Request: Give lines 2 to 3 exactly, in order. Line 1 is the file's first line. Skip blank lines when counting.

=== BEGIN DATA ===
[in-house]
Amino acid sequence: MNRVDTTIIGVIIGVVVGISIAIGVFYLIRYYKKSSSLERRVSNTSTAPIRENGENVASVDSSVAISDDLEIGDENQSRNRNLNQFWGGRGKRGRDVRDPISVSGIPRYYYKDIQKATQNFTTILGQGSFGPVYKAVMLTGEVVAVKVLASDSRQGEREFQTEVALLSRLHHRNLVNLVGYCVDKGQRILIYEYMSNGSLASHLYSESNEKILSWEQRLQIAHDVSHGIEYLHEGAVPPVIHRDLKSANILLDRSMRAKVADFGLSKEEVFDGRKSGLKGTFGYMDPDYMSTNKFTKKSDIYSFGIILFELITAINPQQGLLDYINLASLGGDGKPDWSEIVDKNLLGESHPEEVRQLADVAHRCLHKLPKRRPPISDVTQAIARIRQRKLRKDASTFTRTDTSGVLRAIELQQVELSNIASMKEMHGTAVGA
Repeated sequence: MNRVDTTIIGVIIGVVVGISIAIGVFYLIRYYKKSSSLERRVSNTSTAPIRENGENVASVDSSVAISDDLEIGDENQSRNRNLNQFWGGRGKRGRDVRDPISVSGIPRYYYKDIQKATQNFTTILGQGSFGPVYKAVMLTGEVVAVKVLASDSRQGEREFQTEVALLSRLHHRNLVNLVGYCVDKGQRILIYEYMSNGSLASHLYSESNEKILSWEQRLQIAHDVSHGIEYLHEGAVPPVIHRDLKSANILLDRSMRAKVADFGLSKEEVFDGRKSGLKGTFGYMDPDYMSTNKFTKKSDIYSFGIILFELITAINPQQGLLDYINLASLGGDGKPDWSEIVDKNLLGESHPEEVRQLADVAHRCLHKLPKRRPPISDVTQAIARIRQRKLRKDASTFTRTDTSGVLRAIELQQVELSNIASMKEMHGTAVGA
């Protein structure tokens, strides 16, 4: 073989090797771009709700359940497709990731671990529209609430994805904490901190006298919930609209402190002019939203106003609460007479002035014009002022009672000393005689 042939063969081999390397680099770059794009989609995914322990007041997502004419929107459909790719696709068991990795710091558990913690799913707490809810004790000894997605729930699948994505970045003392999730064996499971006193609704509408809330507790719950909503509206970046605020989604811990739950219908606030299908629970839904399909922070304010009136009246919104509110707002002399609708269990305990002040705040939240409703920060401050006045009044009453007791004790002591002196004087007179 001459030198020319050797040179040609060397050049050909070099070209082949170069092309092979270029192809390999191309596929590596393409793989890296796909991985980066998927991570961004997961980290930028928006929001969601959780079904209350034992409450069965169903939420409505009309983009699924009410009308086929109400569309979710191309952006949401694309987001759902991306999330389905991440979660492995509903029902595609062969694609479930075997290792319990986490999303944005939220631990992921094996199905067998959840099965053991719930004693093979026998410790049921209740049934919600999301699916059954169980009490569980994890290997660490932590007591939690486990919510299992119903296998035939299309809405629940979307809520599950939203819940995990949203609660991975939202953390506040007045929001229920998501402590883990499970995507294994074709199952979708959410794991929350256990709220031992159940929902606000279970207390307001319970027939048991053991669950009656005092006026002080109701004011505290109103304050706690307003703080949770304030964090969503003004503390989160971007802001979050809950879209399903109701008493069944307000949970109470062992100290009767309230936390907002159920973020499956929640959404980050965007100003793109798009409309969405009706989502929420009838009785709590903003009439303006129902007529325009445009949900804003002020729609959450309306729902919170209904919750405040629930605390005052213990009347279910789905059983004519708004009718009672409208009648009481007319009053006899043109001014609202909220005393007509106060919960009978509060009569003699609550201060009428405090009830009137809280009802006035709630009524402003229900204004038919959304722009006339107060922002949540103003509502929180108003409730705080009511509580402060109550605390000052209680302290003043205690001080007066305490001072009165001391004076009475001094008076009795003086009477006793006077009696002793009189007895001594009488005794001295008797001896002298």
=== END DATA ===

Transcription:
Amino acid sequence: MNRVDTTIIGVIIGVVVGISIAIGVFYLIRYYKKSSSLERRVSNTSTAPIRENGENVASVDSSVAISDDLEIGDENQSRNRNLNQFWGGRGKRGRDVRDPISVSGIPRYYYKDIQKATQNFTTILGQGSFGPVYKAVMLTGEVVAVKVLASDSRQGEREFQTEVALLSRLHHRNLVNLVGYCVDKGQRILIYEYMSNGSLASHLYSESNEKILSWEQRLQIAHDVSHGIEYLHEGAVPPVIHRDLKSANILLDRSMRAKVADFGLSKEEVFDGRKSGLKGTFGYMDPDYMSTNKFTKKSDIYSFGIILFELITAINPQQGLLDYINLASLGGDGKPDWSEIVDKNLLGESHPEEVRQLADVAHRCLHKLPKRRPPISDVTQAIARIRQRKLRKDASTFTRTDTSGVLRAIELQQVELSNIASMKEMHGTAVGA
Repeated sequence: MNRVDTTIIGVIIGVVVGISIAIGVFYLIRYYKKSSSLERRVSNTSTAPIRENGENVASVDSSVAISDDLEIGDENQSRNRNLNQFWGGRGKRGRDVRDPISVSGIPRYYYKDIQKATQNFTTILGQGSFGPVYKAVMLTGEVVAVKVLASDSRQGEREFQTEVALLSRLHHRNLVNLVGYCVDKGQRILIYEYMSNGSLASHLYSESNEKILSWEQRLQIAHDVSHGIEYLHEGAVPPVIHRDLKSANILLDRSMRAKVADFGLSKEEVFDGRKSGLKGTFGYMDPDYMSTNKFTKKSDIYSFGIILFELITAINPQQGLLDYINLASLGGDGKPDWSEIVDKNLLGESHPEEVRQLADVAHRCLHKLPKRRPPISDVTQAIARIRQRKLRKDASTFTRTDTSGVLRAIELQQVELSNIASMKEMHGTAVGA